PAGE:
Went back to the hotel, old Edwards warning me very solemnly about the danger of getting lost in the Park (200 yards wide!) in the “blackout”.  He has apparently never seen the street lamps are now lit.  The church bells were ringing out for evening service, and bombers were beginning to stream out from Lincolnshire.  A big noisy swearing crowd outside the cinema.

Had a poor meal, and spent the rest of the evening reading, bed at 10.30, hoping for sleep.

16th December 1944

Saturday
Still not sure that I am doing the right thing.  It would be a small thing indeed to change my tune towards Sam Blomfield, and to ask humbly if I may go back to my own job, the job which is still mine.  Wondering whether Father really wants me to go?  Feel that my time here is up –  Hull wants me to go, and I feel too ill and too tired to go on with the battle of the last sixteen years.  But how reluctant I am to leave my own home.

Fine and cold at first, but came on to rain about 11.  Meant to catch 1.15 to Wisbech, but so great a crowd at the station could not get a ticket.  Went home.  All well there.  Father genuinely anxious for me to “better myself”.  Called at Holly Trees.  Poulter says Sam is making difficulties about my release, saying the War Agricultural Committee can’t let me go, and that he doesn’t think the Museum Committee can either.  Too late, dear Sam, too late.  You should have thought of that before.

Caught the 4 o’clock to Cambridge.  Rain gone, and a huge crimson sunset over the fields at Marks Tey.  A jolly girl with a soldier and 2 school girls going to Haverhill got in.


Train dragged slowly through all the little stations along this line, and at last crawled into Cambridge.  Much too dark to see the Bartlow Hills.  Just caught a Wisbech train, which was apparently very late, the guard cursing me for the trouble of getting my cycle on board.  Train went via Ely, and then across the broad flat Fens, silent under the stars – no aircraft, no ‘divers’, nothing.  Wisbech at quarter to 9, and walked through the silent shabby streets, the sound of church bells ringing.  Hardly anybody about, and most houses with lights in their bedroom windows.  Trying to think what it will be like to make a home here, perhaps for the rest of my life.  Bed in a cold cheerless room at the “White Lion” after a surly welcome by the land-lady.  Lay in bed listening to the noise of drunks being turned out of a dance in the Town Hall opposite, streams of filthy language floating across the black river among the glittering gas lamps, most of which were put out at about 11 o’clock.

15th December 1944

Friday
Letter from Wisbech – I have been appointed Curator and Librarian.  

Tonight went out to Lt. Rivers, to see the Roses who were delighted, but Stuart very dubious about my leaving Colchester.  ‘Phoned to the Wisbech “White Lion” from the call-box at Boxted, and got a bed for a couple of nights, which ought to give me time to get settled in somewhere.  Shall certainly try for the Crescent.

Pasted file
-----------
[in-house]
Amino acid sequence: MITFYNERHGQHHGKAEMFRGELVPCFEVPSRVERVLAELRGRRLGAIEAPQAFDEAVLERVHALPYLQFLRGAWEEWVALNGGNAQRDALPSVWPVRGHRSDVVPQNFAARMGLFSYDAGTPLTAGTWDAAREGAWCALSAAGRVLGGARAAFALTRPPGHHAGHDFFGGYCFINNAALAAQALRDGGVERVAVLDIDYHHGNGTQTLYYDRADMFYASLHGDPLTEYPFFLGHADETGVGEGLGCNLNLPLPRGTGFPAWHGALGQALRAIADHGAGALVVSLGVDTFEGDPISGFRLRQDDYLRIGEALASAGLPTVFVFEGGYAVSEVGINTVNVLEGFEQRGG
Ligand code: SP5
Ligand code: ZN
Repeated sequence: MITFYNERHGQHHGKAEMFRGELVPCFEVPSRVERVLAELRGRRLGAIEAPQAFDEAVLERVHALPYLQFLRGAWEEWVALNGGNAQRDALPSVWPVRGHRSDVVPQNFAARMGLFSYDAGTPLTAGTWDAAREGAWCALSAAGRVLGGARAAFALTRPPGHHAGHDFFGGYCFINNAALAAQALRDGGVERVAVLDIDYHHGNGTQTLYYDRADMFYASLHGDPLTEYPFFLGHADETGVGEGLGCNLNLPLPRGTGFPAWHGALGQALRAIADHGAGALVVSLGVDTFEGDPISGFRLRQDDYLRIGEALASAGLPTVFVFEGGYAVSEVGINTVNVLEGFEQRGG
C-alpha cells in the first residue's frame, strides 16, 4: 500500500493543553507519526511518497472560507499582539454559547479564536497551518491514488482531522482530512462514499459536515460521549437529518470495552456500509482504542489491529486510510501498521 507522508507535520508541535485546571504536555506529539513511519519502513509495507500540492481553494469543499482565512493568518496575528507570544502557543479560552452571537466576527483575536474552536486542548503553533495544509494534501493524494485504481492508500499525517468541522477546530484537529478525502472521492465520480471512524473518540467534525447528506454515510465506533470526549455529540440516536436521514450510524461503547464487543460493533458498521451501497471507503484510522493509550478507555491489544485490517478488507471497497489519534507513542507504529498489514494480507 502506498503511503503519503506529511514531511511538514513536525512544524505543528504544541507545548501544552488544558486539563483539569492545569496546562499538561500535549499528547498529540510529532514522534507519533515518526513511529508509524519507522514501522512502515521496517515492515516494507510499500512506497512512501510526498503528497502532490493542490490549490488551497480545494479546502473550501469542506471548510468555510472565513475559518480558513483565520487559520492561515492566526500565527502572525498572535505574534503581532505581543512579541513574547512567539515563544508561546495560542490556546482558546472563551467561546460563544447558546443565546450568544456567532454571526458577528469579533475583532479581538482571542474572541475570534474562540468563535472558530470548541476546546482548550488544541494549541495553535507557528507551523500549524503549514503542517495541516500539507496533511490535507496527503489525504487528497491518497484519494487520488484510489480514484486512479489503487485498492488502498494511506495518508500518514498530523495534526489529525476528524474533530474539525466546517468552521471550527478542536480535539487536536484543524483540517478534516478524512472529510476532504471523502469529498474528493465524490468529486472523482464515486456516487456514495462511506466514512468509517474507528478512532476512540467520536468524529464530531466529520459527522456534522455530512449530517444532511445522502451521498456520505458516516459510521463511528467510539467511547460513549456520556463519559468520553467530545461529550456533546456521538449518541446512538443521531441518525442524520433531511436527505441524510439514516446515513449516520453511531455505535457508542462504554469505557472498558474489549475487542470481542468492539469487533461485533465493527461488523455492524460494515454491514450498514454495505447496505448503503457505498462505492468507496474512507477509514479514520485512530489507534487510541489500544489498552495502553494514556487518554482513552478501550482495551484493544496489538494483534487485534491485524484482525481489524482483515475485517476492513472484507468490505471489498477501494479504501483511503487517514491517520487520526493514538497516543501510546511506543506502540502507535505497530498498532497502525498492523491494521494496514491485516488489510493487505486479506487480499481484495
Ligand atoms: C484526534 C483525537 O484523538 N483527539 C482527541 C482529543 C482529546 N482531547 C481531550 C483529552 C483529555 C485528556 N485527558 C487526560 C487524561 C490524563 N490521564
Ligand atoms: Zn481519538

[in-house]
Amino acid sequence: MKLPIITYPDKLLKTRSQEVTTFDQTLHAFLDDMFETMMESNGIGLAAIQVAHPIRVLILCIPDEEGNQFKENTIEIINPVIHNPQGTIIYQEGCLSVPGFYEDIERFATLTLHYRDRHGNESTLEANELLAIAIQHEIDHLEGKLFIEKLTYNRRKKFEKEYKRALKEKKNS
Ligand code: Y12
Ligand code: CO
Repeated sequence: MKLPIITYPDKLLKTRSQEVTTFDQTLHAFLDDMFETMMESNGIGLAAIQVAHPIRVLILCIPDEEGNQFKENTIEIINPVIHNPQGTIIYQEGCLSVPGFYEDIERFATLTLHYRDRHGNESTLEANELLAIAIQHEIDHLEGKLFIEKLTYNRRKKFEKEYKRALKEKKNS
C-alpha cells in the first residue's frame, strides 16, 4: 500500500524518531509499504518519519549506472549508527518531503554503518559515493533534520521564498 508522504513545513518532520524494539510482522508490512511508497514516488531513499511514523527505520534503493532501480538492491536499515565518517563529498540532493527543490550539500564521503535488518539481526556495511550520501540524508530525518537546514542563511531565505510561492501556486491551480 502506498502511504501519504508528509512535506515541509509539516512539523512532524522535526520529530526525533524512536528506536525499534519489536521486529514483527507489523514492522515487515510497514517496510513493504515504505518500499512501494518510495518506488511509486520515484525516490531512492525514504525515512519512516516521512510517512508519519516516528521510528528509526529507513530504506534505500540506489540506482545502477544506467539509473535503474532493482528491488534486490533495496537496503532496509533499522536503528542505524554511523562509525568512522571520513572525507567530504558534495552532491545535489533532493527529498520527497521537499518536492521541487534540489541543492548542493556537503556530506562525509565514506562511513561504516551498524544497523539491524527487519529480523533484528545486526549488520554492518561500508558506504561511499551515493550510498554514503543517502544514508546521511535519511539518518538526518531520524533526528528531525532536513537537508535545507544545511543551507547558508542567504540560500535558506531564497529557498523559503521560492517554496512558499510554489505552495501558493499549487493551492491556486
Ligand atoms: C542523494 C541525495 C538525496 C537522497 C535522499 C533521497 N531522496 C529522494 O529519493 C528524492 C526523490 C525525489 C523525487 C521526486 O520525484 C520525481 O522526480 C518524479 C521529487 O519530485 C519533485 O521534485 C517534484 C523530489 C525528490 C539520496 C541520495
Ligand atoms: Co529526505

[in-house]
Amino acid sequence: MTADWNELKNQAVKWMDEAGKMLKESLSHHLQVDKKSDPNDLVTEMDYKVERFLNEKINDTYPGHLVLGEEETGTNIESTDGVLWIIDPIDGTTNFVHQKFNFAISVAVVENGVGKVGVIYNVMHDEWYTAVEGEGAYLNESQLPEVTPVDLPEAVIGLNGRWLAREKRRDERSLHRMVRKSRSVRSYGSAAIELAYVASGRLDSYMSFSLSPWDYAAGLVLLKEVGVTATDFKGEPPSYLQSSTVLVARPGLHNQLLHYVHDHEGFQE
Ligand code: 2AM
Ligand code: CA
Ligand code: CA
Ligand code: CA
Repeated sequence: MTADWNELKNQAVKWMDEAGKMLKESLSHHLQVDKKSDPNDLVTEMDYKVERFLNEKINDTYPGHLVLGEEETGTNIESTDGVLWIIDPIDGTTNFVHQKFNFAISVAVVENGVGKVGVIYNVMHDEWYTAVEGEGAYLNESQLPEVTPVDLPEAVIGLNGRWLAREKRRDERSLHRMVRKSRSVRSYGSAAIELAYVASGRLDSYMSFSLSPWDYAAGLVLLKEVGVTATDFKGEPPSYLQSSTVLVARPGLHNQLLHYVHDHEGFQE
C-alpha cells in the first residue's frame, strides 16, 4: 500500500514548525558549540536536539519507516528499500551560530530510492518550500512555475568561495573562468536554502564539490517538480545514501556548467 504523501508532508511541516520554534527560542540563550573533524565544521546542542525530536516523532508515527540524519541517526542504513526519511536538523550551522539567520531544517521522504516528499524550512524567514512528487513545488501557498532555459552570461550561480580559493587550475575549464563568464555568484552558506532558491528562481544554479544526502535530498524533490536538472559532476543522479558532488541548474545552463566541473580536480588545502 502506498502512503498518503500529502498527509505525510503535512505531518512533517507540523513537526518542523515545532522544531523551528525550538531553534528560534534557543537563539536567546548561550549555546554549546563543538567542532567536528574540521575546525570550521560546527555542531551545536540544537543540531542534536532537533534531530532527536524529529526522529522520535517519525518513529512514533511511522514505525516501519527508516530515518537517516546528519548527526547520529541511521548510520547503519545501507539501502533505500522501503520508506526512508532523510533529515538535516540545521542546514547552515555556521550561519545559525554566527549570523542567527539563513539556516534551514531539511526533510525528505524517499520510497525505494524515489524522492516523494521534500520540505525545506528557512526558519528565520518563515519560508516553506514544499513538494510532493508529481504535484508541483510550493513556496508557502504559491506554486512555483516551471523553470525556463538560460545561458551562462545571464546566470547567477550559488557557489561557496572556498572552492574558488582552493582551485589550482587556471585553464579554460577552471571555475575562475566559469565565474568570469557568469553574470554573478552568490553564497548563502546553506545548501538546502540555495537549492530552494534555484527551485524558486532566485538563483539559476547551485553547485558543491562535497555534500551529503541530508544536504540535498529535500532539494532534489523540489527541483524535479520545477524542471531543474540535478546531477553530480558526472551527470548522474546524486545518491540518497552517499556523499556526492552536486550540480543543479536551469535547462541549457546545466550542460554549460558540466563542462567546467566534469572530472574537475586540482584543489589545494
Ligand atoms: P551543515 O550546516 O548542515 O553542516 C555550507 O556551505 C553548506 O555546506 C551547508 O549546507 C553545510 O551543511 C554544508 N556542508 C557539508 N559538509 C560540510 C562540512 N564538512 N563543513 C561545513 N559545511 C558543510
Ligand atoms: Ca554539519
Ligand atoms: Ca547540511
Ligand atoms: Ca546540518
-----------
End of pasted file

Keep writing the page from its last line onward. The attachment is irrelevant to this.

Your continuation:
Stayed talking to the Roses until past 11.  No alarm, although a fine night.


Back to Woodside, bed at quarter to one, and lay awake wondering if I have done right.

14th December 1944

Thursday
Woke at 4, and got up.  Very dark under glittering stars.  Up at 8, still dark, and low clouds drifting up from the S.W.  The glass remains high. 

To town early, and did some shopping.  Nothing from Wisbech – am becoming very anxious.  Saw Poulter, and he obviously hopes I hear nothing.  Went home, had a talk with Father, did not in any way show my anxiety about the job.  

This afternoon to the Public Library for a couple of hours, going through “Essex Review”.  

Went over to the Rep.  Met the delightful Yvonne, who hailed me rapturously as “Darling!”  Had a cup of tea there with her and Diana, and Diana got me a seat for tonight’s performance.  It was first class – “Lady into Fox”, most excellently done, part of “Les Sylphides”, which I could with ease watch for hours on end, and the usual oddments, including the delightful “brothel scene” which I always enjoy so much.

If I don't get the job, I don't know what on earth I shall do, yet I cannot bear the thought of leaving Colchester for ever.  If only the war would end, it would make a great difference in these things.

Had a letter from Maidstone this morning, very sharp, unnecessarily so I thought, asking me to take my pony and trap away from Wigborough.  The Committee have had good use of it this last year or so, anyway.

Went to see Poulter again after the ballet, and more talk.  He senses now that I will go if I get the chance, and feels both sad and angry.  Said he would miss me a lot.  Tried to cheer him up by telling him I haven’t gone yet.  He says Hull’s behaviour during the last few days has been quite indescribable.  Maybe he has got wind of my plans – much as he would like me to go, he would not like me to do so without his permission.


To Boxted 10.30, sat reading, and to bed at midnight.  Fine but misty.